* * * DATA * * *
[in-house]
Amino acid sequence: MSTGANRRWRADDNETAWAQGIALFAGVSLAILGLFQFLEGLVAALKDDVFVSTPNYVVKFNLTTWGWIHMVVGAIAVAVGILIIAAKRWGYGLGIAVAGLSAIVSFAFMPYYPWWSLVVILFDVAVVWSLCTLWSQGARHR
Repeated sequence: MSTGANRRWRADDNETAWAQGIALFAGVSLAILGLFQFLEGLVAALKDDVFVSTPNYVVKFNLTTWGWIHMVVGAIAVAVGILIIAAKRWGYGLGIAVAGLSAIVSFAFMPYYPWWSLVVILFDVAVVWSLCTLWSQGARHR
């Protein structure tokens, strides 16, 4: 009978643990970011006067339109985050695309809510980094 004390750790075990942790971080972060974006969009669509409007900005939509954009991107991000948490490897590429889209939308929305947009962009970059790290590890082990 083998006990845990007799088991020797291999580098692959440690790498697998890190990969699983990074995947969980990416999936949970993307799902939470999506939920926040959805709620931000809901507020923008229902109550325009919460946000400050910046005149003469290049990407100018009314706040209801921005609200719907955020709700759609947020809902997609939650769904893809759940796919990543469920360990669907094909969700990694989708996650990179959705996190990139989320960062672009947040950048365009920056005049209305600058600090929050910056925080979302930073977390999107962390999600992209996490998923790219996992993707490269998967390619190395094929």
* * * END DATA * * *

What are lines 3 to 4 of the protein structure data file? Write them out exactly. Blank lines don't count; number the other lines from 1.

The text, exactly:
Repeated sequence: MSTGANRRWRADDNETAWAQGIALFAGVSLAILGLFQFLEGLVAALKDDVFVSTPNYVVKFNLTTWGWIHMVVGAIAVAVGILIIAAKRWGYGLGIAVAGLSAIVSFAFMPYYPWWSLVVILFDVAVVWSLCTLWSQGARHR
């Protein structure tokens, strides 16, 4: 009978643990970011006067339109985050695309809510980094 004390750790075990942790971080972060974006969009669509409007900005939509954009991107991000948490490897590429889209939308929305947009962009970059790290590890082990 083998006990845990007799088991020797291999580098692959440690790498697998890190990969699983990074995947969980990416999936949970993307799902939470999506939920926040959805709620931000809901507020923008229902109550325009919460946000400050910046005149003469290049990407100018009314706040209801921005609200719907955020709700759609947020809902997609939650769904893809759940796919990543469920360990669907094909969700990694989708996650990179959705996190990139989320960062672009947040950048365009920056005049209305600058600090929050910056925080979302930073977390999107962390999600992209996490998923790219996992993707490269998967390619190395094929």